OAPEN-UK marks OUP’s first move into the developing world of open access scholarly monographs. Mandy Hill, Publishing Director, Global Academic Business, OUP, said: ‘We’re excited to join the OAPEN-UK project. OUP has a proud history as a major publisher of scholarly monographs and we are committed to their global dissemination. OAPEN-UK, with its objectives to develop awareness of and data around OA monographs, will play an important part for us in working with the scholarly community to determine the best business models for the future. ’

‘The participation of OUP in OAPEN-UK marks a significant step in the recognition and acceptance that OA monographs will be part of the scholarly publishing future’ said Caren Milloy, Head of Projects at Jisc Collections. ‘The inclusion of the 18 OUP titles will strengthen the usage and sales data we are collecting to compare the performance of open access titles against non open access titles and will complement the knowledge and expertise feeding into the research.’

The OUP titles cover a range of subjects including law, politics, economics and the early church and are freely available as PDFs to be read and re-used under a Creative Commons Attribution Non-Commercial No-Derivatives Licence (CC BY-NC-ND. The titles are available via the OUP catalogue, Oxford Scholarship Online, OAPEN Library, and they are also 100% available in Google Books. More information on the OUP titles and the OAPEN-UK project can be found here.

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For further details, please contact:

Caren Milloy, Head of Projects, Jisc Collections
c.milloy@jisc-collections.ac.uk | +44 (0) 203 0066003

Rhodri Jackson, Senior Publisher, Oxford Open
rhodri.jackson@oup.com | +44 (0) 1865 353510

A unified approach to OAbooks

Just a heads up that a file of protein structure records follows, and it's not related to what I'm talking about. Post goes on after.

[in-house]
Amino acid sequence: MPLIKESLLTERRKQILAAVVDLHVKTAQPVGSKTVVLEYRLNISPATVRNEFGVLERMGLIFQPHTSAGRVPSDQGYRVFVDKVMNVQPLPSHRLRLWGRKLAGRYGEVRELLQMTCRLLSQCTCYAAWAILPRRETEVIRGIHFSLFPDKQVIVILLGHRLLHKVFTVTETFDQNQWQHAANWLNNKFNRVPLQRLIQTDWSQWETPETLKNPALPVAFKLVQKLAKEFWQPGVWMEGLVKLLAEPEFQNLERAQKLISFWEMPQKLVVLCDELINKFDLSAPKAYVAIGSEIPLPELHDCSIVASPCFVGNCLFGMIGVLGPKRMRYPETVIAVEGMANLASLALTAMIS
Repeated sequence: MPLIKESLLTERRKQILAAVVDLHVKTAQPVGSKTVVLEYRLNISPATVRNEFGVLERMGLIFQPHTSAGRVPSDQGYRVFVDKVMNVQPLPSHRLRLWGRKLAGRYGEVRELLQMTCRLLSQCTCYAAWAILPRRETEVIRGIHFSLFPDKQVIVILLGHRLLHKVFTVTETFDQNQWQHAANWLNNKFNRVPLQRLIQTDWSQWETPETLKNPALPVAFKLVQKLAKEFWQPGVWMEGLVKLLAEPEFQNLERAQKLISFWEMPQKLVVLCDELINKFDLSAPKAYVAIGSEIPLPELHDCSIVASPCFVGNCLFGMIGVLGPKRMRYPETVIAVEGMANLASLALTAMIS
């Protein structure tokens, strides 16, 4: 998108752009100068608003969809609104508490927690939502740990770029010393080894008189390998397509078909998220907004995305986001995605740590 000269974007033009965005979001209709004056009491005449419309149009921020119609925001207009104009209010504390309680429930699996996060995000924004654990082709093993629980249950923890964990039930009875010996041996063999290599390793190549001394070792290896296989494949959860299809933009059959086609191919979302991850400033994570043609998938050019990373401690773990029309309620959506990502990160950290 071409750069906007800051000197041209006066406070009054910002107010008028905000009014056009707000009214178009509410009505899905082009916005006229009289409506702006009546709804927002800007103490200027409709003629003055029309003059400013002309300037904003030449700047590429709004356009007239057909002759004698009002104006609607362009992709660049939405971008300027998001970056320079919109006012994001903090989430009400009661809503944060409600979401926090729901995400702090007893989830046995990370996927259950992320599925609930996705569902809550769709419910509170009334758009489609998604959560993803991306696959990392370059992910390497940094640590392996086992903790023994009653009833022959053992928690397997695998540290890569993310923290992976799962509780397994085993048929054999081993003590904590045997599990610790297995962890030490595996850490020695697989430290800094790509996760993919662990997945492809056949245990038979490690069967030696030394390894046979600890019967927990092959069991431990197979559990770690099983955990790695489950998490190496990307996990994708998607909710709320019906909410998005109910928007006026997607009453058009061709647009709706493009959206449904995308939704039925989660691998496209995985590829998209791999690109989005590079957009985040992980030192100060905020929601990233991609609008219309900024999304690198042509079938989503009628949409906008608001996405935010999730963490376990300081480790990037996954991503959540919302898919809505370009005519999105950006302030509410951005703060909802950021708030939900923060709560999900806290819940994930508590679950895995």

Caren Milloy and Eelco Ferwerda have published an article in Research Europe that explore the need for a unified approach across Europe to support a vibrant market for open-access monographs. Read the article.

Learned societies & OAbooks

Our case study of the Regional Studies Association is now available to read. This learned society case study explores their current monograph publishing programme and how income from publications supports their work researchers across the world.

The case study, alongside the one with the Royal Historical Society provide a really useful overview of the contribution of learned societies to the humanities and social sciences and the challenges and opportunities they face in transitioning to open access monograph publishing.

Learned Society Case Studies

Quite early in our research programme, we picked up on the importance of learned societies in the humanities and social sciences. We ran a focus group for learned society representatives and identified some important themes about the role of publishing in their activities and business models. We subsequently ran two case studies with learned societies in order to better understand the detailed relationships between their publishing work and their disciplinary support activities.

The first case study was with the Royal Historical Society. This well-established and prestigious association is run by officers, mostly academics, who are responsible for managing its publications, events and researcher support activities. We interviewed six officers and synthesised the findings, which can be found here.

The second case study was with the Regional Studies Association. This is a slightly newer society with a strong inter-disciplinary focus and a larger professional staff than the RHS. We interviewed two staff members and several officers (again, mostly academics). The findings are currently being finalised and will be shared shortly.